And our house, which was already messy before Thanksgiving started, has surpassed into “what the hell?” after hosting family for two days.  And I am supposed to be catching up on our finances right now.  People who already overspend, like Matt and myself, tend to really overspend during the holiday season.  The holidays are a dangerous time for rampant consumers, like an alcoholic being invited to an open-bar wedding — you can get through it, but you have to be mindful of your weakness at every moment until the party is over… if you drop your guard for too long, you fall back into impulse and habit and wake up the next morning with regret.

Thanksgiving piccies:


Matt preparing the Thanksgiving feast.
Matt, the expatriate Englishman who never celebrated Thanksgiving
before coming here in 2000, has cooked our Thanksgiving feast
for the last four or five Thanksgivings. He said it’s not difficult
at all because Thanksgiving dinner is the same as Christmas
dinner in England. In fact, that is how Glenn described
Thanksgiving: “a dress rehearsal for Christmas.” This year,
Matt’s meal was amazing. Really amazing.
Thanksgiving 2007
22 November 2007


Tickle-mania!
Thanksgiving 2007
22 November 2007


More tickle-mania.
Thanksgiving 2007
22 November 2007


Logan, Carla, and Lily, as always, holding Clara
Thanksgiving 2007
22 November 2007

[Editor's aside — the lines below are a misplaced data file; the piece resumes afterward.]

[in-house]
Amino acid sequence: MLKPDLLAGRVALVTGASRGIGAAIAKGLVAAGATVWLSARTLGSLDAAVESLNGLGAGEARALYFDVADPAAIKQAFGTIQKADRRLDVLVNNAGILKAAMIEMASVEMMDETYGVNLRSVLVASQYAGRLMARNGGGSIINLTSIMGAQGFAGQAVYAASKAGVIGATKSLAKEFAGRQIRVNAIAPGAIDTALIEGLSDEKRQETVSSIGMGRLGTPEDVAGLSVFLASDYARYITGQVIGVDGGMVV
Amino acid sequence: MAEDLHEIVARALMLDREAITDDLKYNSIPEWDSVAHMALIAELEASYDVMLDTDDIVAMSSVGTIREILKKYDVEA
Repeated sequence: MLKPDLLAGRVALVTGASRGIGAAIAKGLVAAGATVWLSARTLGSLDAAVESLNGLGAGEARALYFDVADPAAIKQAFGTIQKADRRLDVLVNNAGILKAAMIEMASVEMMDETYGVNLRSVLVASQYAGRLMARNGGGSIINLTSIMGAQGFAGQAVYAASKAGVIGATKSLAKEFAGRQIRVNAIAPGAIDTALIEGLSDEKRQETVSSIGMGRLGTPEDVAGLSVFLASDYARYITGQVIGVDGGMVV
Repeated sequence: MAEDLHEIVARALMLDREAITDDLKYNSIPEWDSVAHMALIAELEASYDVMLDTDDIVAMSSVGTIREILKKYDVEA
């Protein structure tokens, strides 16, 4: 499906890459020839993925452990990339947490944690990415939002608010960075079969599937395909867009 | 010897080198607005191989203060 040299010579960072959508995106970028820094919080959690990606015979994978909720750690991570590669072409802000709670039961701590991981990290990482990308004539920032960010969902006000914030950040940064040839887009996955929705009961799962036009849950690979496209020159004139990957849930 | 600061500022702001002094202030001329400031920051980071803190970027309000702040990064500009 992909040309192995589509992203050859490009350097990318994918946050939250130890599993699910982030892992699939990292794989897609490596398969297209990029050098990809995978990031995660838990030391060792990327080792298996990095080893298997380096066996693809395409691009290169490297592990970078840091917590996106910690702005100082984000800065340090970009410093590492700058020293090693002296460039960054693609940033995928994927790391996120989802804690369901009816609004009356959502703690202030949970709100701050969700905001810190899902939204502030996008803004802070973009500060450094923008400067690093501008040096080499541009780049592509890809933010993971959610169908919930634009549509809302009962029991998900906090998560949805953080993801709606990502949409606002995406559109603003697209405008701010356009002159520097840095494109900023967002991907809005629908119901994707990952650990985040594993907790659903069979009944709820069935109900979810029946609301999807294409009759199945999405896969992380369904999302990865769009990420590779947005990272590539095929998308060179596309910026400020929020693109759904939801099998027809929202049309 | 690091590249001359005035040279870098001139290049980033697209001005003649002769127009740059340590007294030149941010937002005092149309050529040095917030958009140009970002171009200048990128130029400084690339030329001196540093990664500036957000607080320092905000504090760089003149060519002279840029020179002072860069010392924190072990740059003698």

Carla and Lily feeding Clara
Thanksgiving 2007
22 November 2007


Steve and Lily feeding Clara
(The three of them are watching
the Cowboys game in this picture.)
Thanksgiving 2007
22 November 2007


Carla with her kids
(This picture also shows the very cute
kitty-cat ensemble Clara was wearing.)
Thanksgiving 2007
22 November 2007


Matt falling asleep on the floor after cooking and eating all day.
(Isn’t that what Thanksgiving is all about — cooking and eating?)
Thanksgiving 2007
22 November 2007


The older cousins
Thanksgiving 2007
22 November 2007


Lily fell fast asleep on Cody
after a full day of playing with her cousins.
Thanksgiving 2007
22 November 2007

We had a wonderful Thanksgiving full of food and family.  I hope everyone else had a wonderful Thanksgiving too. 🙂

November 24th, 2007 | Recovering Consumer, The Life of a Suburban Mommy | No Comments -

The loneliness of being a stay-at-home mom


Super-cute cheeks!
13 November 2007

I feel like I keep going over topics that are well-known.  It is well-known that many stay-at-home moms feel isolated.  I’m just trying to warn people — not to stay away, mind you.  Being a stay-at-home mom is a rewarding and important job.  But to warn people so that they are prepared.